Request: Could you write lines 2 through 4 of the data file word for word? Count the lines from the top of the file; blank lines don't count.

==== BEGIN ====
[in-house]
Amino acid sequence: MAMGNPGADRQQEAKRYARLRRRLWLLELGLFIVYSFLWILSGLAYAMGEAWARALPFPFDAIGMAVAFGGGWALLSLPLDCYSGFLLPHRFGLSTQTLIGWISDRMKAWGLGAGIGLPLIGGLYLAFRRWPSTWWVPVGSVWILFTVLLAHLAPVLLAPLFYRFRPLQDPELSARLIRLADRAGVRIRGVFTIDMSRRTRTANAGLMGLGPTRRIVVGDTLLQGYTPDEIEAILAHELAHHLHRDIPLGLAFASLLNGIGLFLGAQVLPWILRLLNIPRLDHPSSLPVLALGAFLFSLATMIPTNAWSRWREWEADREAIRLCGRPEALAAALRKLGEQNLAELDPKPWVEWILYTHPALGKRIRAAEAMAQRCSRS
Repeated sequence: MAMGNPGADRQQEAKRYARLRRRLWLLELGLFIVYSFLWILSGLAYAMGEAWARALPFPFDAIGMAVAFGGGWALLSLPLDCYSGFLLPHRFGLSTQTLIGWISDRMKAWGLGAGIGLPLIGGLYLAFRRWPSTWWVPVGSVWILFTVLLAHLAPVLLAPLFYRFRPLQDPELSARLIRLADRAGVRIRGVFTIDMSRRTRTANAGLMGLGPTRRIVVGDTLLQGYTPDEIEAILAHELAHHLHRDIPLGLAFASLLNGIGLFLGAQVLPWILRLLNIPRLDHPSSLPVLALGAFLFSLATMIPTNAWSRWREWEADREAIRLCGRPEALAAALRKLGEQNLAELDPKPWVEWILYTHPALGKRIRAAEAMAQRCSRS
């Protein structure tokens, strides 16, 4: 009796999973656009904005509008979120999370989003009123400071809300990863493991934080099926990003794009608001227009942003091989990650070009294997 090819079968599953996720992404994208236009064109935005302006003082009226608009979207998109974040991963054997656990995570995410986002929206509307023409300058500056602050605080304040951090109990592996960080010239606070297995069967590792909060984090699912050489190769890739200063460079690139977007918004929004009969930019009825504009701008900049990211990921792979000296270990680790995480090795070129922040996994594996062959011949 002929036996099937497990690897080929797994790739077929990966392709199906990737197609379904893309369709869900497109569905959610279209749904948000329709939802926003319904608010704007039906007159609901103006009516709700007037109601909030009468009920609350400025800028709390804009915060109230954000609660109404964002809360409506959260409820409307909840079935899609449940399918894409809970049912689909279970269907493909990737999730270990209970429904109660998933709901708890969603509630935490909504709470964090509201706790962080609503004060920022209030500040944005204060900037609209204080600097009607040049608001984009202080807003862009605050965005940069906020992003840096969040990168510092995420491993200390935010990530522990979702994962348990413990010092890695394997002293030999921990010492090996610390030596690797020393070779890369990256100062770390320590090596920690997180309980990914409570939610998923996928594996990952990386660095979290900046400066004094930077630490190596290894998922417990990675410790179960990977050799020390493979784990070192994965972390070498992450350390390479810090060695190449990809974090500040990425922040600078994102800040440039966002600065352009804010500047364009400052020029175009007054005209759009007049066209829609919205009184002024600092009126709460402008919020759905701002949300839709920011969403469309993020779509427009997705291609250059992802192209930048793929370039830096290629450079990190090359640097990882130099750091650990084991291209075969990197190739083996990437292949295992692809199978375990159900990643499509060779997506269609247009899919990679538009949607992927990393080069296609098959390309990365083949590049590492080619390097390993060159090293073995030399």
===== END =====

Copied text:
Amino acid sequence: MAMGNPGADRQQEAKRYARLRRRLWLLELGLFIVYSFLWILSGLAYAMGEAWARALPFPFDAIGMAVAFGGGWALLSLPLDCYSGFLLPHRFGLSTQTLIGWISDRMKAWGLGAGIGLPLIGGLYLAFRRWPSTWWVPVGSVWILFTVLLAHLAPVLLAPLFYRFRPLQDPELSARLIRLADRAGVRIRGVFTIDMSRRTRTANAGLMGLGPTRRIVVGDTLLQGYTPDEIEAILAHELAHHLHRDIPLGLAFASLLNGIGLFLGAQVLPWILRLLNIPRLDHPSSLPVLALGAFLFSLATMIPTNAWSRWREWEADREAIRLCGRPEALAAALRKLGEQNLAELDPKPWVEWILYTHPALGKRIRAAEAMAQRCSRS
Repeated sequence: MAMGNPGADRQQEAKRYARLRRRLWLLELGLFIVYSFLWILSGLAYAMGEAWARALPFPFDAIGMAVAFGGGWALLSLPLDCYSGFLLPHRFGLSTQTLIGWISDRMKAWGLGAGIGLPLIGGLYLAFRRWPSTWWVPVGSVWILFTVLLAHLAPVLLAPLFYRFRPLQDPELSARLIRLADRAGVRIRGVFTIDMSRRTRTANAGLMGLGPTRRIVVGDTLLQGYTPDEIEAILAHELAHHLHRDIPLGLAFASLLNGIGLFLGAQVLPWILRLLNIPRLDHPSSLPVLALGAFLFSLATMIPTNAWSRWREWEADREAIRLCGRPEALAAALRKLGEQNLAELDPKPWVEWILYTHPALGKRIRAAEAMAQRCSRS
């Protein structure tokens, strides 16, 4: 009796999973656009904005509008979120999370989003009123400071809300990863493991934080099926990003794009608001227009942003091989990650070009294997 090819079968599953996720992404994208236009064109935005302006003082009226608009979207998109974040991963054997656990995570995410986002929206509307023409300058500056602050605080304040951090109990592996960080010239606070297995069967590792909060984090699912050489190769890739200063460079690139977007918004929004009969930019009825504009701008900049990211990921792979000296270990680790995480090795070129922040996994594996062959011949 002929036996099937497990690897080929797994790739077929990966392709199906990737197609379904893309369709869900497109569905959610279209749904948000329709939802926003319904608010704007039906007159609901103006009516709700007037109601909030009468009920609350400025800028709390804009915060109230954000609660109404964002809360409506959260409820409307909840079935899609449940399918894409809970049912689909279970269907493909990737999730270990209970429904109660998933709901708890969603509630935490909504709470964090509201706790962080609503004060920022209030500040944005204060900037609209204080600097009607040049608001984009202080807003862009605050965005940069906020992003840096969040990168510092995420491993200390935010990530522990979702994962348990413990010092890695394997002293030999921990010492090996610390030596690797020393070779890369990256100062770390320590090596920690997180309980990914409570939610998923996928594996990952990386660095979290900046400066004094930077630490190596290894998922417990990675410790179960990977050799020390493979784990070192994965972390070498992450350390390479810090060695190449990809974090500040990425922040600078994102800040440039966002600065352009804010500047364009400052020029175009007054005209759009007049066209829609919205009184002024600092009126709460402008919020759905701002949300839709920011969403469309993020779509427009997705291609250059992802192209930048793929370039830096290629450079990190090359640097990882130099750091650990084991291209075969990197190739083996990437292949295992692809199978375990159900990643499509060779997506269609247009899919990679538009949607992927990393080069296609098959390309990365083949590049590492080619390097390993060159090293073995030399």